In the very first Terminator film in 1984 Arnold Schwarzenegger assured us: “I’ll be back”. Arnie has proven to be a man of his word, returning again and again as James Cameron and his pals crank out yet another Terminator sequel. We’re now up to number six – and counting. This time the director is Tim Miller, who made the first Deadpool movie in 2016, but much of the old team remains in place.
In Terminator: Dark Fate Arnie doesn’t appear until the story is well advanced, but he adds an instant spark. In listing his best traits he says: “I’m extremely funny”, and that’s no idle boast. Up until this point things have looked grim.
The story begins in Mexico City, with a crackle of blue-white electricity and the sudden appearance of a naked amazon from the future. This is Grace (Mackenzie Davis). She’s human but “augmented”, and is on the side of the good guys. Shortly afterwards another snap, crackle and pop in a different part of town, brings us the villain – the new Terminator (Gabriel Luna), more deadly and indestructible than ever before. Anticipating each updated Terminator is like waiting for the new iPhone. The special features of this model include a rapid liquid reconstruction when smashed to smithereens, and the ability to separate into a two-being tag-team, one human in appearance, the other a metal skeleton.
We know the routine by now. Kaboom! Splat! Lots of torn artificial flesh and bent metal. The Terminator has come from the future to eliminate someone who will go on to be an obstacle to the ultimate victory of the machines over humankind. In this case it’s a Mexican girl called Dani (Natalia Reyes), who works in a factory in which – wait for the irony – humans are gradually being replaced by robots.
Without much ado Grace and the Terminator arrive in quick succession and the first of several complex, breathtaking action sequences is underway. Somewhere out on a freeway they are joined by Sarah Connor (Linda Hamilton), 60-year-old, bad-ass survivor of previous Terminator movies, now an armed vigilante who makes it her life’s work to track down and destroy the threat from the future.
When the group locate Arnie in Laredo he’s running a drapery business and playing the family man. It’s a source of comedy, especially when the old Terminator begins discoursing on choosing the right kind of curtains for a child’s bedroom as the new Terminator closes in.
Arnie joins the gang and the rest of the movie lurches from one explosive, mind-bending vignette to the next. The writers have given some thought to these set pieces, placing one on a cargo jet, one at a massive dam, and another in a detention centre on the Mexican border. The latter is almost too topical for its own good, showing us cages full of people being treated with brutal indifference. It remains ambiguous enough to allow Trump opponents to detect an implict critique of current policies, while supporters won’t find anything to unsettle their existing prejudices. Investors can relax, the box office remains safe!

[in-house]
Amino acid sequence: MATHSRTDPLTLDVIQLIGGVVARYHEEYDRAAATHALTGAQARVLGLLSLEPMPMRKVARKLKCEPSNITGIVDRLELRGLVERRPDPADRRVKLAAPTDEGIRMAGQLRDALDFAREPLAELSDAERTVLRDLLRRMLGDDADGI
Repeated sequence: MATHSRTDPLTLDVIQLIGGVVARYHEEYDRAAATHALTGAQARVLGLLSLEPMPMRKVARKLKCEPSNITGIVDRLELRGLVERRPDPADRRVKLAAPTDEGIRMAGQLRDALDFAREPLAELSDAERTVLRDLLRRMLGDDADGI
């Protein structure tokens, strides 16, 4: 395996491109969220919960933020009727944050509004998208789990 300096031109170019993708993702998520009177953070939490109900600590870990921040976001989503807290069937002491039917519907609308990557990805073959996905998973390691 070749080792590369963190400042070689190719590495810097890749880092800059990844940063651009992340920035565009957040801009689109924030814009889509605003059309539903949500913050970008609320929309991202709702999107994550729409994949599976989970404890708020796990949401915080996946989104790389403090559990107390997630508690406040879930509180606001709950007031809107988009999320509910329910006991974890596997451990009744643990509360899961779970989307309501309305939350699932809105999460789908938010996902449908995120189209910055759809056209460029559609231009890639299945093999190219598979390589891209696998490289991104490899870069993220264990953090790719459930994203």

This is more than can be said for Dani and her companions who spend two hours fleeing the Terminator, until they decide to make a last stand. You can probably figure out how it ends, if not the actual details. Inevitably the door is left ajar for yet another sequel.
These seemingly endless Hollywood franchises induce cynicism, but Terminator: Dark Fate is one of the more successful examples of a well-worked sci-fi action genre. The story moves at a rapid clip, punctuated by flashforwards to a dark, dystopian future; and moments of respite in which characters are allowed to display the rudiments of personality.
One has to suspend disbelief on several counts. Firstly, it’s very odd that Arnie, as a machine, has actually aged over the past 30 years. He says he’s been trying to develop a conscience, which raises a fascinating artificial intelligence condundrum, but for a robot’s hair to go grey is a notable achievement.
The other big paradox concerns the ability of beings from the future to change the past. If a Terminator succeeded in eliminating its target then the future would no longer exist in the same form and there would be no need to send a Terminator. But if no Terminator was sent, the target would survive and prosper, and so on in an endless loop. Maybe it’s best not to go too far down this track.
The entire Terminator series plays on the worst-case AI scenario. Instead of a bunch of smart-arse algorithms predicting what we might like to buy on Amazon, or intelligent cars making decisions while drivers snooze, it posits a range of super robots made as killing machines. Soon enough these robots can’t see the point of obeying creatures so palpably inferior as human beings and decide to exterminate their creators.
Given the fact that every piece of new technology is quickly incorporated into a weapon and that the global arms trade is worth more than a trillion dollars annually, if we had the means there’s no doubt we’d already be building such machines. Perhaps there’s a case for seeing the Terminator movies as prophecy rather than pulp.
Terminator: Dark Fate
Directed by Tim Miller
Written by David S. Goyer, Justin Rhodes, Billy Ray, James Cameron, Charles H. Eglee
Starring Linda Hamilton, Arnold Schwarzenegger, Mackenzie Davis, Natalia Reyes, Gabriel Luna, Diego Boneta
China/USA, rated MA 15+, 128 mins
Published in the Australian Financial Review, 2 November, 2019